I’ve come to the conclusion that I have very similar feelings about competitive obedience as I do about beauty pageants. It’s not that the women in the competition are not beautiful or clever or don’t look stunning in a bathing suit wearing heels. That they can walk so elegantly in those heels has always been a source of envy to me. That they have the nerve to parade in front of cameras and crowds in a bathing suit is another. But who decided that the beauty exemplified by these women was the standard I should be striving for?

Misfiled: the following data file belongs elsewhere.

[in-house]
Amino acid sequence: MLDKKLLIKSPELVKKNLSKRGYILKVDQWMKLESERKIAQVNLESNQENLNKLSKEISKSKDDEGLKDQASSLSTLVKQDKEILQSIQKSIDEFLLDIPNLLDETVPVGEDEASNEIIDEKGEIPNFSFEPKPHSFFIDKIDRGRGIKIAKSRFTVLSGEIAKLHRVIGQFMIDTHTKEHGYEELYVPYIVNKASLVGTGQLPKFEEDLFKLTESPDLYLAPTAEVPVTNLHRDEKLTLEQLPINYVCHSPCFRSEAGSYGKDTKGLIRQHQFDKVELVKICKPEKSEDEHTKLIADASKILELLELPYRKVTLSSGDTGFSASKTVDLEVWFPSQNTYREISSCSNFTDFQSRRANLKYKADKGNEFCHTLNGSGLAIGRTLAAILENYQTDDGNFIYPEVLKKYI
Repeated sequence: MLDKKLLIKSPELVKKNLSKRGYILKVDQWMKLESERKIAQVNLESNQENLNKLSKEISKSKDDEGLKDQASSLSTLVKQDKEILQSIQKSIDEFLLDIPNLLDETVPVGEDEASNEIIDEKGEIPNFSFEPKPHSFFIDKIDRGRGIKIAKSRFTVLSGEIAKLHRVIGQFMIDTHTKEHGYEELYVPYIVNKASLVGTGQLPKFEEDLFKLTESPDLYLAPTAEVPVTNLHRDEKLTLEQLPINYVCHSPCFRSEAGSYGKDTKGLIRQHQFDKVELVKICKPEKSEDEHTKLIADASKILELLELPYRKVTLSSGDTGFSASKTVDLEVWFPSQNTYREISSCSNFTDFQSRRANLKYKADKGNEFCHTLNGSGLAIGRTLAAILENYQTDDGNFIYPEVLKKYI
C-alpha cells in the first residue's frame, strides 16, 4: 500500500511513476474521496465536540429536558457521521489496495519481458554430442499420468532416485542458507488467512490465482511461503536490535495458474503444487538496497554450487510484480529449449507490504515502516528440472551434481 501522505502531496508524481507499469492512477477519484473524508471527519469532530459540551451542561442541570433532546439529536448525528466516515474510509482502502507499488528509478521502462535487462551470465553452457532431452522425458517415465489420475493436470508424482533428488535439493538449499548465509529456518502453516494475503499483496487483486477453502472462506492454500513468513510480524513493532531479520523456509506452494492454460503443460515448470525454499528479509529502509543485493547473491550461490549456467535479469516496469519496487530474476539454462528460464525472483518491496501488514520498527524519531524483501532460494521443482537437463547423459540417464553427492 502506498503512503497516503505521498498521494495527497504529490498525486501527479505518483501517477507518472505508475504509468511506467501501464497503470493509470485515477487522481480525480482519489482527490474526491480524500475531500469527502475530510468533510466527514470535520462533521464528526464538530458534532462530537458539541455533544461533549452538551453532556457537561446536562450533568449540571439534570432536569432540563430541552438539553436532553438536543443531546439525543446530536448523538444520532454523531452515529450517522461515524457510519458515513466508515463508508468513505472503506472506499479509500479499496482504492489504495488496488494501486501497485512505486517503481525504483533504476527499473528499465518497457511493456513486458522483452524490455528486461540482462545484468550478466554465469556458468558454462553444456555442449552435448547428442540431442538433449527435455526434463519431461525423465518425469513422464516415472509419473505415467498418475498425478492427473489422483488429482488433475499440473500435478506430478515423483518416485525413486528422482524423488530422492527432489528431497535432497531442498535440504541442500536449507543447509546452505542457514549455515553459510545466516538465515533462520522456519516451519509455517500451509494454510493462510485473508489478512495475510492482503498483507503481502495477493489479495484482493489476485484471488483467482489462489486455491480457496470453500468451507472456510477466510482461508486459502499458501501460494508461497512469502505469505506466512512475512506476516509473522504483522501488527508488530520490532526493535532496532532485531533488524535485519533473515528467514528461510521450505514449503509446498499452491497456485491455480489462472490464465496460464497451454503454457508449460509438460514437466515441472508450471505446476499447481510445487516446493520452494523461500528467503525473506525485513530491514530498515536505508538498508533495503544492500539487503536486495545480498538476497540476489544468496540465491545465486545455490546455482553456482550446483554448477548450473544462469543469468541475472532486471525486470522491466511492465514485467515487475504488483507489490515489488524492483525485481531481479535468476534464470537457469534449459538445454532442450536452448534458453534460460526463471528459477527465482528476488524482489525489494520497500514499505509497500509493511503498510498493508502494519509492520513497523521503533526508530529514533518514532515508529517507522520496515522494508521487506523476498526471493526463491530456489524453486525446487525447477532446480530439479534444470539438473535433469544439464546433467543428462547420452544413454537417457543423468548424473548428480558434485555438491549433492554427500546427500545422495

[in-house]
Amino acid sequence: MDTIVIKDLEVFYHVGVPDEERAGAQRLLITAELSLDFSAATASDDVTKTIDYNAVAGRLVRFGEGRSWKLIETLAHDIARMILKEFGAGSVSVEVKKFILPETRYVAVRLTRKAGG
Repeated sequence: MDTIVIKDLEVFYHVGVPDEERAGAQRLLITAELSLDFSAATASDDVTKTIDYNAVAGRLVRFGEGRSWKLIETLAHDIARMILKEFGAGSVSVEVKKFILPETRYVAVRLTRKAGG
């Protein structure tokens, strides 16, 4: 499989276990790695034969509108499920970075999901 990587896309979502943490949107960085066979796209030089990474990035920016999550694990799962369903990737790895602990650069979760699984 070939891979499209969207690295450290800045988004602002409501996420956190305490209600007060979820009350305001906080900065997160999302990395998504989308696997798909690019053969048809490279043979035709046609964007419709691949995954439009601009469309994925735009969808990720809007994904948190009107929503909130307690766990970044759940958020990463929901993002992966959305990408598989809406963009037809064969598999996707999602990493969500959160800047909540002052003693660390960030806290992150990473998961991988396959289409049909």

I am not finding fault with people who choose to do competitive obedience with their dogs, so don’t get your knickers in a twist. It’s fantastic to set your sights on training your dog with specific criteria in mind, and then taking it on the road and see how you’ve done. However it often seems that this is the only meaningful standard that some will acknowledge as proof positive of a trainer’s and dog’s skill. When I watch competitions I see joyous dogs, their tails wagging, big smiles, waiting for the next cue, and I see dogs that I want to snatch and trade their stilettos for sneakers and the ball gown for jeans.
Here’s my fearful dog Sunny. He’ll never have any titles but he’s got the crown bestowed by the judges of my heart.